Businesses across the state have issued warnings and pleas for seven years urging lawmakers to resist recently proposed approaches to providing paid leave benefits to workers through a government mandate. It will harm businesses, the communities they serve, and job opportunities.
Paid leave appears on paper to be a good solution for employees. The problem is that it is incompatible with the realities of our wildly diverse businesses in their unique environments. This will prevent it from delivering the outcomes that advocates expect.
How PFML sorts, sifts, and directs the outcomes. Not everybody wins.
Most businesses recognize that the impacts of this ambitious policy will be unequal across industries, regions, and business sizes. Each must balance different types of costs, a reality that PFML does not recognize. Not all businesses rely heavily on labor. Among those that do, the challenges can be dramatically different depending on whether their workforce is highly skilled or unskilled.2 Those that rely on unskilled labor typically face thinner margins to support sustainability.
For business sustainability under the burden of PFML, market matters. Customers served matters.
Perhaps those serving higher-end markets like those found in Boulder and Denver are less vulnerable. Their customers may be more willing to adapt to a hike in pricing.
Perhaps those in fields that require highly-skilled and educated professionals are less vulnerable. Their workforce may be harder to replace for pfml absences, but may also give them a competitive edge. Individual positions likely add more relative value by the hour to the firm’s productivity allowing for higher compensation.
These are not always the reality of many small independent businesses across the state. Yet Prop 118 mandates are universal across all businesses.1
Will this discourage local commerce in some communities?
Low-income communities or those with sparse populations pose unique challenges to the ability of a business to thrive. A mandate further robs them of the agility they need to manage those challenges. We risk pushing out their unique contribution. This may rob communities of not only social vibrancy but local job opportunities and access to starting their own business.
Meanwhile, communities with higher incomes and more dense populations may be less affected. They might always enjoy unique interpersonal small businesses in their midst, serving their needs.
Entrepreneurship – an opportunity for anyone?
And finally, all big businesses can trace their origins to small ones. But the opportunities to start and operate your own business, a dream for so many, are fading. These are increasingly available only to those with high levels of education, resources, or access to higher-end markets.
There are a number of reasons for the growing challenges facing new small firms, but rising taxation and overlapping regulations from multiple branches of government are significant. They are weighing them down. They are creating barriers to entry, reducing broader access to entrepreneurs from all backgrounds.
The regulations and taxes imposed by paid leave will be a difficult shock – perhaps unsustainable – for many small businesses.
Employers and employees must be allowed to find a balance that serves them both
Employers understand that they cannot serve their customers if they don’t first serve their employees. Small businesses can feel that dynamic on a much closer human scale. That is why successful small businesses find ways to meet their needs and aspirations – but in the context of what the business can do sustainably. Government paid leave requires they provide this one sizable defined benefit – for everyone – that not all businesses can bear.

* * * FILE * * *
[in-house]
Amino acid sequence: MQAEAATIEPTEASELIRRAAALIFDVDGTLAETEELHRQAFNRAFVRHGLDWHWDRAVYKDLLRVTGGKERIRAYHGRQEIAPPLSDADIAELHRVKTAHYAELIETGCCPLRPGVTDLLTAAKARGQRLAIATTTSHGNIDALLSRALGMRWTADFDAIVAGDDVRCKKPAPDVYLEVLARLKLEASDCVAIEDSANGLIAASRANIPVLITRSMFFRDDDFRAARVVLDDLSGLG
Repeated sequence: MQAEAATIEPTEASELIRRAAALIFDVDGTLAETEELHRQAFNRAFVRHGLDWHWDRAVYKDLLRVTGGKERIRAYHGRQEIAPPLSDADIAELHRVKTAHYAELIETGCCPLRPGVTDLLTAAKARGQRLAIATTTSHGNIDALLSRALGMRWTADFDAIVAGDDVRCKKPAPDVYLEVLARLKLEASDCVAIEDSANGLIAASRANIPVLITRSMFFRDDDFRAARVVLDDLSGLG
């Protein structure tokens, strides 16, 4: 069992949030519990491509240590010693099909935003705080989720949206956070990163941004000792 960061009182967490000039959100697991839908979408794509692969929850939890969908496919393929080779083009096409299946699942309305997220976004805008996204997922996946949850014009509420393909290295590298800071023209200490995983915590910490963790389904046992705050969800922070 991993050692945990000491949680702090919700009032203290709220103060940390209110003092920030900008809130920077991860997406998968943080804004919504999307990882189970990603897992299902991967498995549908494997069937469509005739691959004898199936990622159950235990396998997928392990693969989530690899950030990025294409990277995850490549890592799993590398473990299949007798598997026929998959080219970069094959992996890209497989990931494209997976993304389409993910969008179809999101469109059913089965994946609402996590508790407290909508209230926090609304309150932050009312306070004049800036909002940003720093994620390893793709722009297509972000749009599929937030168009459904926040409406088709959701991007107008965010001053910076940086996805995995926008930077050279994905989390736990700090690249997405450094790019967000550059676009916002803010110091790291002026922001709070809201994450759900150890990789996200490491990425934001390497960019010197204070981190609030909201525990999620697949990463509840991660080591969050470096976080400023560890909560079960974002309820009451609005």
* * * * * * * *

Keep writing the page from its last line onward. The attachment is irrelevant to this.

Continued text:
Why the bold confidence in government paid leave?
We are all looking for ways to make viable options available to more working caregivers. My early days as a young mom were before the general use of cell phones and the internet. The differences between challenges facing moms then and today are striking. There have been tremendous gains but also new challenges. Standing back I can see clearly the underappreciated pace of change.
As a result, I have developed a deep respect for what we cannot know about tomorrow. Advocates for government paid leave rely on the assumption that the future will look very much like the past. This confidence in PFML demonstrates a lack of humility in the face of uncertainty.
Prop 118, will generate too many unknowns and on too big a scale. To make matters worse, missing from the law are options. It is unlikely that we would be able to pull back the program if advocates are wrong about affordability or outcomes. Once we commit, there is no exit.
Passing Prop 118 in today’s unstable environment is a terrible risk. We are already losing commerce that has taken years of hard work to build.
Colorado small businesses have had to make terribly difficult choices in 2020 – with uncertainty nearly a constant. The passage of Prop 118, paid leave, on top of the many other recent regulatory measures, may be the deciding factor for them. Small businesses across the state plea for voters to consider the risks carefully and reject this costly proposal.
1 The terms of Prop 118 allow for a premium discount for businesses with fewer than 10 employees. But all other terms of the policy apply and impact their operations and sustainability.
2 Warren Meyer, founder and president of Recreation Resource Management, wrote an excellent essay that lays out this topic. Published in CATO Regulation, Summer 2018.